• Click path – the sequence of hyperlinks one or more website visitors follows on a given site.
  • Click – “refers to a single instance of a user following a hyperlink from one page in a site to another”. Some use click analytics to analyze their web sites.
  • Site Overlay is a technique in which graphical statistics are shown besides each link on the web page. These statistics represent the percentage of clicks on each link.

Google Penalty Advice

Finding the Causes of a Sudden Drop in Ranking

To check for Google penalties with any degree of certainty can be difficult. For example, if your website experiences a sudden reduction in ranking for its main keyword terms it can be caused solely by a Google algorithm change or search results (SERP) update.

Google penalty example using Analytics

When any algorithm change or Google SERP update is released, there are always winners and losers, and when a sudden drop in rankings is experienced Google penalties are often incorrectly blamed.

However, where the traffic reduction from Google non-paid search is very extreme, as pictured left (from Google Analytics data – traffic sources > search engines > Google) then a penalty is much more likely.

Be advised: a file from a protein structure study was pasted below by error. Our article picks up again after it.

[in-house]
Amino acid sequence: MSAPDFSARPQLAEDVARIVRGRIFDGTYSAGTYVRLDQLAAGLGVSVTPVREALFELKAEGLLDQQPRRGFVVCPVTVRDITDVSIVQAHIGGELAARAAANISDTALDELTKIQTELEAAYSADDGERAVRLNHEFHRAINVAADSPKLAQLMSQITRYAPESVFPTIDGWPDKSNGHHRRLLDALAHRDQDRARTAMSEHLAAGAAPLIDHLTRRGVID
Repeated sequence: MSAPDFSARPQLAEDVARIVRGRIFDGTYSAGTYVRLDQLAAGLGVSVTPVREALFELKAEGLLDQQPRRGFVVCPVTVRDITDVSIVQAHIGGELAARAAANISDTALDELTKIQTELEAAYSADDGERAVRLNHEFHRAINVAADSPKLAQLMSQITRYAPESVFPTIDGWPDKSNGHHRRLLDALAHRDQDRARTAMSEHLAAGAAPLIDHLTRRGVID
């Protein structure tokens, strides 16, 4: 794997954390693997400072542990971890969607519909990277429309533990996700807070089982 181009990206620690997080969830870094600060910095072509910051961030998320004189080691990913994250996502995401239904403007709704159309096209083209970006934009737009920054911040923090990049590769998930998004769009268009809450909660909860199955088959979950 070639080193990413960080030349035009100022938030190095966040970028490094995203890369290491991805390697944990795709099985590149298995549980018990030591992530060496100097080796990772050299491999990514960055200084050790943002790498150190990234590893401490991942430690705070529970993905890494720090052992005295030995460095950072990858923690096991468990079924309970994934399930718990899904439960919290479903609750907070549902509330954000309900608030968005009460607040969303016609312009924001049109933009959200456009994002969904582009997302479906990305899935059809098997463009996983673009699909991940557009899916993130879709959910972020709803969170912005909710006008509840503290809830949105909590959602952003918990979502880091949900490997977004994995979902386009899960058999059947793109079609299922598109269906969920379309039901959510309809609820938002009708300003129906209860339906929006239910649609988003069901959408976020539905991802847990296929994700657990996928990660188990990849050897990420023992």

There are a growing number of Google filters now built into the Google algorithm which aim to detect violations of Google Webmaster Guidelines in order to help maintain the quality of Google’s search results (SERP) for any given query. One such algorithmic filter is thought to have caused the massive drop on Google traffic pictured above.

Link Devaluation Effects

When considering the cause of a ranking reduction, its worth noting that Google continually applies link devaluation to links from various non-reputable sources that it considers spammers are exploiting to artificially raise the ranking of their sites. Hence continual Google algorithm tweaks are being made in an effort to combat link spam.

When link devaluation is applied, as it has with reciprocal links as well as links from many paid link advertisements, low quality web directories and link farms, reductions in Google ranking may occur affecting the recipient site of the links. The severity of ranking reductions is usually synonymous with the website’s reliance on that particular type of linking.